You would end up with three supremely pissed off princesses. And the story goes on from there.

I don't read enough fantasy in order to be able to judge this one, but it was certainly an enjoyable romp as far as such stories go. And yes, it offers a radially different re-telling of the stories from the Disney versions, featuring strong female leads. I just don't know that I would want my daughter to be reading it at the age of 8, or even 12. There is a lot of violence, and a number of references to sex. It doesn't seem quite geared to the pre-YA crowd... But it was a pleasant way to pass an autumn day; though I suspect that I won't be looking up the other books in the series. Like I said, not quite my cup of tea.

October 2, 2011

State of Wonder - Ann Patchett

I wanted to like this book. Really, I did. Especially after hearing the author interviewed by Shelagh Rogers (best interviewer ever for authors, in my opinion), and downloading and listening to the full, uncut version. She was so entertaining, and witty, and I loved the passage of this book that she read.

But I come away from it with mixed feelings.

Yes, it was entertaining. Yes, there were parts that were laugh out loud funny and the author can see the humour and irony around her. And yes, it kept me reading to the end, quite quickly (a plane ride on Friday made for good uninterrupted reading time). But in the end, there was too much suspension of disbelief required to make me fully enjoy it.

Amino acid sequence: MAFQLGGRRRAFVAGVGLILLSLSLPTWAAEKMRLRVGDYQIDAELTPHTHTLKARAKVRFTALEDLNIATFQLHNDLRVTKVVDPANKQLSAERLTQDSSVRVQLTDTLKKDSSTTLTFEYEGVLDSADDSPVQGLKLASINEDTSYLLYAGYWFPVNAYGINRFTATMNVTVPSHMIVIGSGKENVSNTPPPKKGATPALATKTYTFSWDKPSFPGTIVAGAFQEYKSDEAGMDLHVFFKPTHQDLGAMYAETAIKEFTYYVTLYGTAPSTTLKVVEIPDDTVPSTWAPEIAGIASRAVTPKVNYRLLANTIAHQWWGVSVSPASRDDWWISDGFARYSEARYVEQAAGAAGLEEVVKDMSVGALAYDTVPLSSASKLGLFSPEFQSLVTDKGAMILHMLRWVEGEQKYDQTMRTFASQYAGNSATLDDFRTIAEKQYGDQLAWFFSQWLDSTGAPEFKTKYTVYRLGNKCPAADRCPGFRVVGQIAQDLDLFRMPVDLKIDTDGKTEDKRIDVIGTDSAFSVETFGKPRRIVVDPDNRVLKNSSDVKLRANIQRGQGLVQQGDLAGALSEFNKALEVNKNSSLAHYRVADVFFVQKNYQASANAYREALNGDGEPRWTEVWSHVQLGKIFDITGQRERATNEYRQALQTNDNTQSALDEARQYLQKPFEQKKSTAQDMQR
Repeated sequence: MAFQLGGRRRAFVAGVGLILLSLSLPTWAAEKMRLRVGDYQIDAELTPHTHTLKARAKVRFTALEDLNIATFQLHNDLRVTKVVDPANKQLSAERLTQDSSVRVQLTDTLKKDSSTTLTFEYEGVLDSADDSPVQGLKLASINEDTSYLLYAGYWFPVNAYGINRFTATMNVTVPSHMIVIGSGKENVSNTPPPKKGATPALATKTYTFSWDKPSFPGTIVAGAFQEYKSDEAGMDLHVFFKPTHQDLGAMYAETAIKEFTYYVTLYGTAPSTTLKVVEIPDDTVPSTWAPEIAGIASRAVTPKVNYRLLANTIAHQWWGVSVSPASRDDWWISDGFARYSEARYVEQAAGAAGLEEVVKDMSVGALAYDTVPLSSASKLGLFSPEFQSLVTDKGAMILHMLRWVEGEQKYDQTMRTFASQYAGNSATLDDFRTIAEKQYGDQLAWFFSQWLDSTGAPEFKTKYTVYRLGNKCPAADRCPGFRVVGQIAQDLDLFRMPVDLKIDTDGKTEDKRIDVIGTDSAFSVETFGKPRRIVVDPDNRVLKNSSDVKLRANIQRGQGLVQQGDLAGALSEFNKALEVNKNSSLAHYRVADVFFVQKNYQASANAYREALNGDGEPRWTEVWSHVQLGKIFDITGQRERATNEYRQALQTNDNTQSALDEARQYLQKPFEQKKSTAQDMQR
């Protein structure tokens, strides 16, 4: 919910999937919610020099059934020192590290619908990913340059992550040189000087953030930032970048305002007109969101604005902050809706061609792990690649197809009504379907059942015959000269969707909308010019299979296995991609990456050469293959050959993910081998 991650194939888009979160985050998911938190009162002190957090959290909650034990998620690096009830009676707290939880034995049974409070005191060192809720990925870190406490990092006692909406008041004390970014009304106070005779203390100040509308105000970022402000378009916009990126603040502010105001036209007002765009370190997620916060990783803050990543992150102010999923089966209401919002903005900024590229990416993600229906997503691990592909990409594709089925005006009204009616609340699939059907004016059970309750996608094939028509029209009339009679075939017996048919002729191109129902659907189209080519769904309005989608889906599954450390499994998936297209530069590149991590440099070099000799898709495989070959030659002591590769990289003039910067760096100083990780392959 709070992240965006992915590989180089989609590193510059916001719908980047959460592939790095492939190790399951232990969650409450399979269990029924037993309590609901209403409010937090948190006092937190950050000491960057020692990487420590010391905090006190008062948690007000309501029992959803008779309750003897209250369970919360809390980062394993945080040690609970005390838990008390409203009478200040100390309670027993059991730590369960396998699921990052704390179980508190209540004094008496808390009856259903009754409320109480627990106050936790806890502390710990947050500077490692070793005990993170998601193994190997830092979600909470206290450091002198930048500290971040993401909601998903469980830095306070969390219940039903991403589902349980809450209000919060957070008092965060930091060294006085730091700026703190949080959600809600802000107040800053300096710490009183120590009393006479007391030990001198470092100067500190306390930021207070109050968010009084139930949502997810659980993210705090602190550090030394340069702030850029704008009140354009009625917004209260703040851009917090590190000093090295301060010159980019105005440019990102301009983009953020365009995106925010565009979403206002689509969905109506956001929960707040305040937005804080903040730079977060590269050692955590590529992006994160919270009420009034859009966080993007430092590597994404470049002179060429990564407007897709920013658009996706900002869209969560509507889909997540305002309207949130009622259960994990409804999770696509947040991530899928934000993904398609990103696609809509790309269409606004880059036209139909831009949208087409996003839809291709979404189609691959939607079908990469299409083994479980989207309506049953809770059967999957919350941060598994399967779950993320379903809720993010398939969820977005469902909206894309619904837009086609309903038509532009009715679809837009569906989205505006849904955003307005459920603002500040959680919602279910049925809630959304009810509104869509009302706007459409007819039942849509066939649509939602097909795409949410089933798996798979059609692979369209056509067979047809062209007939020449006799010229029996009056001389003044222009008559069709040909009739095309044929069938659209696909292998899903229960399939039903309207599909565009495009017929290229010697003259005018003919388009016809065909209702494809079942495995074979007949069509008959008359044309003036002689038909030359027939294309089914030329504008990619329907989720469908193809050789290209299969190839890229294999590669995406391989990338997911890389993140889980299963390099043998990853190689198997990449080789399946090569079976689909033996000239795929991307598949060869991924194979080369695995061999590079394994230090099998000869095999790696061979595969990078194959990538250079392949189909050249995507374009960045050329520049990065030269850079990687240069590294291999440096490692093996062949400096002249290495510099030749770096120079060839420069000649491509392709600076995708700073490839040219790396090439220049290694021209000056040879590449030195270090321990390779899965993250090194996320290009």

The premise? A drug company in Minnesota is sponsoring a researcher in the Amazon jungle who is developing a drug that will extend fertility for as long as a woman is alive. The drug company sends another scientist down to get an update on her work. He is reported dead. They send another scientist (Marina, the main character of the book) down, to both find out what happened and finish the work that he set out to do. She ends up, by the end of the first chapter, deep in the Brazilian rain forest and clueless about how to survive.

The characters were really unique and memorable, but at times Marina (who is supposed to be intelligent) is just so stupid. I wanted to smack her and ask what she was thinking at times. And none of the characters were infallible - they all had their quirks and faults which made them much more believable.

It was when Marina reached the tribe where the women bear children well into their 70s that the plot became ridiculous. I managed to suspend disbelief long enough to enjoy it for a while, but then reality came back to me and I could only sit back and shake my head. I also found the tribe to be a caricature of themselves - almost what a European in the 1700's might imagine a "savage tribe" to be...

So a mixed review overall. Like I said, interesting enough to be good airplane reading; but not good enough for me to ever want to re-read it. I've already given my copy to the friend that I'm visiting. Has anyone else read this book? What did you think?